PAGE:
3. JUANITA says:

    My prayers are with her. I know first hand what she is going through. I want her to know she is not alone, she has the love of many.

  4. I agree with Lenore that loneliness when you’re well can be awful, when you’re sick and in pain it must be so much worse. I do hope we get to say a hello to your friend or if not, that she will know that without needing a name or a face she is nonetheless in our thoughts.

  5. Mel says:

    I’m tearful and overwhelmed.

    See–I know what she says is true. I know what being alone in the midst of the pain and in the sheer terror of the moment felt like. And I know what it meant to me to be able to sign into a chatroom at 3 in the morning and find someone to talk to…anyone to talk to–just PLEASE talk to me.
    It was a silent scramble that I didn’t dare share. I knew it would drive people the opposite direction and I’d be alone with it all…..again. It was a life saving venue. It helped me keep my sanity at a time when everything felt insane.

    Oh Bill–
    I’m so glad she’s connected with someone. And I’m so glad that someone is you.
    I asked…..G-d heard…..Please connect–please come back, please let people care about you so you don’t have to walk through this alone. The circumstances create enough alienation and loneliness. No one ought to have to do this alone………. No one NEEDS to do it alone.
    II’m so glad she’s been able to just say what’s true for her somewhere….with someone.

    And if I had ‘faith in a bottle’ I’d open it up and ask that she breathe it in and just LET herself connect with others here or by email–no matter what.
    Talk the weather. Learn about another place. BE connected to people. Share with others who are hurting. Care about others. Let people care about you…..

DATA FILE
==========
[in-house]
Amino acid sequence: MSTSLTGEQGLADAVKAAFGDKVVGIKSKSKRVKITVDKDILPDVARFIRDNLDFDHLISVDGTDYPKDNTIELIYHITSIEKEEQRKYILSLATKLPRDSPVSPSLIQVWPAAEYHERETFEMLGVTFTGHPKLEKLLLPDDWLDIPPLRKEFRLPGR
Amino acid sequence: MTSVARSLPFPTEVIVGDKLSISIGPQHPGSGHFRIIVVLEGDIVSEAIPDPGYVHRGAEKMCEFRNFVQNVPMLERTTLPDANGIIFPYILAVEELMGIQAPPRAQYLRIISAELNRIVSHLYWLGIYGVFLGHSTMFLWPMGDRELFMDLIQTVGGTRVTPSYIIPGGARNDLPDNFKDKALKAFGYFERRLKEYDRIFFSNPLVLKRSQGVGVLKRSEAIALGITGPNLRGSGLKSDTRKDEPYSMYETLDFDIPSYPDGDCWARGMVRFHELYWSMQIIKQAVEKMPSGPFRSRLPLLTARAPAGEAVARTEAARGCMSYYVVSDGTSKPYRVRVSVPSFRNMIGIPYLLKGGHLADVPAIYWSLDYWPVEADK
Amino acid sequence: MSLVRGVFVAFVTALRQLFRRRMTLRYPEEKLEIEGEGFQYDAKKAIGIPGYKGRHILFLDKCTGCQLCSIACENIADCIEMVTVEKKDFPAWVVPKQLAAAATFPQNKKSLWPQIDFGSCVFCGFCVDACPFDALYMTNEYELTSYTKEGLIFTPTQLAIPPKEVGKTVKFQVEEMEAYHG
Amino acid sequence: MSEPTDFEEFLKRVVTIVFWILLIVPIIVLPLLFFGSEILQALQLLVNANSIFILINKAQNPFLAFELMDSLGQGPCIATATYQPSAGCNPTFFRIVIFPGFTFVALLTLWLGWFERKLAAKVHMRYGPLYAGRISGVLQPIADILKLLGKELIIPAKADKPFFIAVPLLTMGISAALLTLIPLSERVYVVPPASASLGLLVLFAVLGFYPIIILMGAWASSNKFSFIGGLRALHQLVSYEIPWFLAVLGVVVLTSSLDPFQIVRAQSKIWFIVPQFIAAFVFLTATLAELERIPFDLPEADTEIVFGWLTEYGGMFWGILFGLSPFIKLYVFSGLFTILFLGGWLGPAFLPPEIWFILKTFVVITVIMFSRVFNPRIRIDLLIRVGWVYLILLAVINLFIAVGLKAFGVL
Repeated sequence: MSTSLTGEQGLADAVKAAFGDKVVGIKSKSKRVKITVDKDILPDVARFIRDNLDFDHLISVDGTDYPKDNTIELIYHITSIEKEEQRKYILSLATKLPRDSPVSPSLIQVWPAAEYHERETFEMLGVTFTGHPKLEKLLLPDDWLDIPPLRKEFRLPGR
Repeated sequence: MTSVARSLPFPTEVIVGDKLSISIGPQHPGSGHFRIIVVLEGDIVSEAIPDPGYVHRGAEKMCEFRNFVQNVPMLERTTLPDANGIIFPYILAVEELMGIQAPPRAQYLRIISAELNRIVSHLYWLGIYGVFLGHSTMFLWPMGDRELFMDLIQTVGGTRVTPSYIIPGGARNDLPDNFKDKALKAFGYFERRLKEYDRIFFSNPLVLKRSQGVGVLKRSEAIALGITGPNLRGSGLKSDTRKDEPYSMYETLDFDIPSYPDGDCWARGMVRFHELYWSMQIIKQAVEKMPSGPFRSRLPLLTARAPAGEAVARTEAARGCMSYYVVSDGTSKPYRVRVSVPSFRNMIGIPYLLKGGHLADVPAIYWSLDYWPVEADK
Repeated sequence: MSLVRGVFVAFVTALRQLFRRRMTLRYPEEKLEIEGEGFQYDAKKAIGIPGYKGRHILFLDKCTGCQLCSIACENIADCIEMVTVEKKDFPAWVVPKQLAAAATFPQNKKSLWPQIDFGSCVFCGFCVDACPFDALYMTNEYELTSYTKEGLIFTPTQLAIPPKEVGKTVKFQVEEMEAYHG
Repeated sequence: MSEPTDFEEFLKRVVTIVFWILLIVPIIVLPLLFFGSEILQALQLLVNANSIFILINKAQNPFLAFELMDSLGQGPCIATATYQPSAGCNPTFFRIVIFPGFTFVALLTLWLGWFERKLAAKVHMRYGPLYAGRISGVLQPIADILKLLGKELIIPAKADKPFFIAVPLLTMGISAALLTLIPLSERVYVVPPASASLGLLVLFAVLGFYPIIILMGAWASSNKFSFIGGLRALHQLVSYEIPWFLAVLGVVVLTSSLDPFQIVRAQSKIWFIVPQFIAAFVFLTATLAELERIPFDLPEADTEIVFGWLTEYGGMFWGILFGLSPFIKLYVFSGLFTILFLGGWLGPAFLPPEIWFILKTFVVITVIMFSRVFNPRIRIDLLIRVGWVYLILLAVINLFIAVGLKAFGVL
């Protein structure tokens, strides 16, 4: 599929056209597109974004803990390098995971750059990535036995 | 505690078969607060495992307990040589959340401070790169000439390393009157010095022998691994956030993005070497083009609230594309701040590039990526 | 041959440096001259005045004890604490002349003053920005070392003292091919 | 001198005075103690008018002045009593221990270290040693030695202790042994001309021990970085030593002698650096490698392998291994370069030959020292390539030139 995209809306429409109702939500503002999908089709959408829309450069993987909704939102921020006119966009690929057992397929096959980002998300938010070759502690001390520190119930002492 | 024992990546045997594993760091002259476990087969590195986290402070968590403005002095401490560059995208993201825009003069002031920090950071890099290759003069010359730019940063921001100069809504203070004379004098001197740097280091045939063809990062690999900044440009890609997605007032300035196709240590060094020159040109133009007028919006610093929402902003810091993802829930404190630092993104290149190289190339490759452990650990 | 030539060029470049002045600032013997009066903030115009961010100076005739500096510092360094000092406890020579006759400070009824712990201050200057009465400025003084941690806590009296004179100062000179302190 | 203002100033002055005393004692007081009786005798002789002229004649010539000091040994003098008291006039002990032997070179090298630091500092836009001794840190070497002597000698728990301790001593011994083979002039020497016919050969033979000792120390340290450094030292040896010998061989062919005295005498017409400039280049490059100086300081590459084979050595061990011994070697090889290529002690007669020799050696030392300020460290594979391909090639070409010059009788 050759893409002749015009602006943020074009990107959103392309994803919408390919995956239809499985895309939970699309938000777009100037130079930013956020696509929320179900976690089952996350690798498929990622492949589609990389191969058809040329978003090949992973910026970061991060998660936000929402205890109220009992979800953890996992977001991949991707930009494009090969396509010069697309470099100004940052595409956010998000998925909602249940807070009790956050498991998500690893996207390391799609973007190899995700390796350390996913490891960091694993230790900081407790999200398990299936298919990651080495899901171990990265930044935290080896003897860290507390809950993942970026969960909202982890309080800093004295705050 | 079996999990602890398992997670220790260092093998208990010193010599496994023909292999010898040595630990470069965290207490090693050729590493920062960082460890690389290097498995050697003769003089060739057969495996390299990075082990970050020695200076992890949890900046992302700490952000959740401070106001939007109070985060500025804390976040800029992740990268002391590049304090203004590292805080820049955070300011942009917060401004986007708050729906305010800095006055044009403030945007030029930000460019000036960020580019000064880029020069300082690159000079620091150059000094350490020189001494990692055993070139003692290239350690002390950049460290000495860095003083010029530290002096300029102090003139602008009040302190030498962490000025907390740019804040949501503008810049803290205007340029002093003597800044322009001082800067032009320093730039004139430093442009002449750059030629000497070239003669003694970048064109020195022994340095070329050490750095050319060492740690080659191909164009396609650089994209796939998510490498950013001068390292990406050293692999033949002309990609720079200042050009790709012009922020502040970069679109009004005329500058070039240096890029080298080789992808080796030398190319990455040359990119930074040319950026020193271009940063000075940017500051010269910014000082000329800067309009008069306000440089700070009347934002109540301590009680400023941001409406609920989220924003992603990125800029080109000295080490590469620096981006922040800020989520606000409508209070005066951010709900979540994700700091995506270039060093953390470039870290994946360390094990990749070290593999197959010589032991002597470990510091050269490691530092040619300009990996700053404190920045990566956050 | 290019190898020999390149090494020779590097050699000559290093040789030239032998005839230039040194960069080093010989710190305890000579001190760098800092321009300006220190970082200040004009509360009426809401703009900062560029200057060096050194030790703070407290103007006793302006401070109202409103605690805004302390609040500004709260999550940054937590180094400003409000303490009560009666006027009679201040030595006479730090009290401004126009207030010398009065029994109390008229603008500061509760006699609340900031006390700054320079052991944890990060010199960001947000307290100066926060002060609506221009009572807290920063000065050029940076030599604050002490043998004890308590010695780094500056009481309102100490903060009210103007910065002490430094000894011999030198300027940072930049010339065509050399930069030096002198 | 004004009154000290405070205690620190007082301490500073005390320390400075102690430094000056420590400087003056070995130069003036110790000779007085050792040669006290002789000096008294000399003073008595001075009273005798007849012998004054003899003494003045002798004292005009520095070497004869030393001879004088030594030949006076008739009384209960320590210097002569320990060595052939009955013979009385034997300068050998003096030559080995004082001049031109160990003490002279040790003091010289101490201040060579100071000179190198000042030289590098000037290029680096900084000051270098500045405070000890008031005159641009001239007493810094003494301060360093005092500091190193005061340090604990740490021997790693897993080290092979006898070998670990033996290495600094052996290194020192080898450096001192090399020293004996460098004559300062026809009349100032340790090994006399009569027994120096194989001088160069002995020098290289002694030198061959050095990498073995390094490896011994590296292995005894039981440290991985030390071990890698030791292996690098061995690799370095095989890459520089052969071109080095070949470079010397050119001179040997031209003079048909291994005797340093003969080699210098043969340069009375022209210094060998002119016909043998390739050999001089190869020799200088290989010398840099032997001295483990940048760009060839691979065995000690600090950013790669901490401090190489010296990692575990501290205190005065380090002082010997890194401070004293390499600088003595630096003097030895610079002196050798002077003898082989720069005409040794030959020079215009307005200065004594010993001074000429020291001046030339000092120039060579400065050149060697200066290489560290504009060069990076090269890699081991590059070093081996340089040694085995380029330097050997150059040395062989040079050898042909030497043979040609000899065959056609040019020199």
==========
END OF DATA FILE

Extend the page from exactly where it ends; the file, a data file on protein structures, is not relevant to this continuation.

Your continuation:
There’s so much left to give, even when we think we have nothing to offer.

    It’s a leap of faith and I know that.
    And it all starts with a willingness to just DO it.

    *huge hugs*

    Tearful and overwhelmed.
    And so very grateful she connected with someone like you.

  6. meg says:

    Hi

    I am the woman who has been in contact with Bill for the last eight months. I have been humbled by his generosity of spirit and time since I first came across his blog and I see that same generosity reflected in the comments left by those who visit his blog.

    i wonder how many people who still inhabit the world of the living, rather than the living-dying, can truly appreciate what Bill and his blog has given to those of us in the last stages of our life. I doubt it – try mentioning death in casual conversation and then sit back and watch the ensuing fidgeting and discommfort and unease. I think the dying process is one of the best kept secrets we have in our world. It saddens me for at a time when connections and relationships are so important it sometimes feels we suffer a ‘social’ death long before our biological bodies draw their last breath.

    I have spent my professional career working with people who are dying and my own biggest fear was never death itself but dying alone, not just physically alone but emotionally alone if people in my life were unable to accompany me into the void if their own fear of death overwhelmed them. I have no family and when my husband died I threw myself into my work as it was the only part of me I felt safe in. Now I find myself facing my own certain death and although I am physically alone, Bill and his blog had brought me a comfort that mere words on a page could never convey.

    Sharing my dying process and engaging with Bill in his dying process has given me a sense that I matter and I will be missed, personally.

    I am so grateful for the kindness and warmth that saturates the comments left in response to Bill posting my e-mail and will treasure each as a precious memory that will give me a longed for buffer during the journey that lays ahead. Who knows, perhaps I can develop some friendships here amongst like minded people who ‘get’ this whole dying thing from the inside.

    with love to all who share Bill’s blog and bask in his kindness, openness and warmth – truly one of the worlds ‘good eggs’

    meg

    • rangewriter says:

      Meg, it breaks my heart to think that you are going through this transition alone. I hope you are at least not physically alone. Perhaps we are all somewhat alone emotionally as we go from here to there.

      I wonder if you have ever seen Dia’s blog: http://acuriouscure.wordpress.com/
      Dia is not transitioning, but like you, she has worked in the hospice profession and seems to have connected in an almost shamanistic way to the process of dying. She speaks openly and eloquently about it…not as something to fear and deny, but as something to face, an opportunity to make things right before leaving, stuff like that. Perhaps you would feel comforted by reading some of her posts on the topic.